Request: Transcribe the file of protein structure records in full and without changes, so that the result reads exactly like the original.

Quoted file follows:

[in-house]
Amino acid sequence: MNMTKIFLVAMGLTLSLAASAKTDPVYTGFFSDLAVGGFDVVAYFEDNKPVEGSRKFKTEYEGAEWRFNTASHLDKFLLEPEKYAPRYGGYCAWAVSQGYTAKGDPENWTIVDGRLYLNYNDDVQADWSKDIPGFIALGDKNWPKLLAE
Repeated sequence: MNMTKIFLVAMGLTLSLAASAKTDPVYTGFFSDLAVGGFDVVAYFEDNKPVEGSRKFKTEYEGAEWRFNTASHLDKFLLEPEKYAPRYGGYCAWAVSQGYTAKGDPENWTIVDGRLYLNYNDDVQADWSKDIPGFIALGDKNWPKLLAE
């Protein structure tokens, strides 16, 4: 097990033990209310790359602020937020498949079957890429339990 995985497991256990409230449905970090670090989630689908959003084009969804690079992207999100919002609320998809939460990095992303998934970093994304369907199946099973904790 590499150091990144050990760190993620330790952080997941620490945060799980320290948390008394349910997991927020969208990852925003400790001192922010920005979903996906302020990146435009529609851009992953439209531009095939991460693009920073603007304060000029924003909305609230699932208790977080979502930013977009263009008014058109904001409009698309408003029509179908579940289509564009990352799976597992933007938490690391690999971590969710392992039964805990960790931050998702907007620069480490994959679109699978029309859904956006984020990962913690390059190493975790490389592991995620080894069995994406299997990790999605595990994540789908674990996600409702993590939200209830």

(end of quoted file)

[in-house]
Amino acid sequence: MNMTKIFLVAMGLTLSLAASAKTDPVYTGFFSDLAVGGFDVVAYFEDNKPVEGSRKFKTEYEGAEWRFNTASHLDKFLLEPEKYAPRYGGYCAWAVSQGYTAKGDPENWTIVDGRLYLNYNDDVQADWSKDIPGFIALGDKNWPKLLAE
Repeated sequence: MNMTKIFLVAMGLTLSLAASAKTDPVYTGFFSDLAVGGFDVVAYFEDNKPVEGSRKFKTEYEGAEWRFNTASHLDKFLLEPEKYAPRYGGYCAWAVSQGYTAKGDPENWTIVDGRLYLNYNDDVQADWSKDIPGFIALGDKNWPKLLAE
């Protein structure tokens, strides 16, 4: 097990033990209310790359602020937020498949079957890429339990 995985497991256990409230449905970090670090989630689908959003084009969804690079992207999100919002609320998809939460990095992303998934970093994304369907199946099973904790 590499150091990144050990760190993620330790952080997941620490945060799980320290948390008394349910997991927020969208990852925003400790001192922010920005979903996906302020990146435009529609851009992953439209531009095939991460693009920073603007304060000029924003909305609230699932208790977080979502930013977009263009008014058109904001409009698309408003029509179908579940289509564009990352799976597992933007938490690391690999971590969710392992039964805990960790931050998702907007620069480490994959679109699978029309859904956006984020990962913690390059190493975790490389592991995620080894069995994406299997990790999605595990994540789908674990996600409702993590939200209830």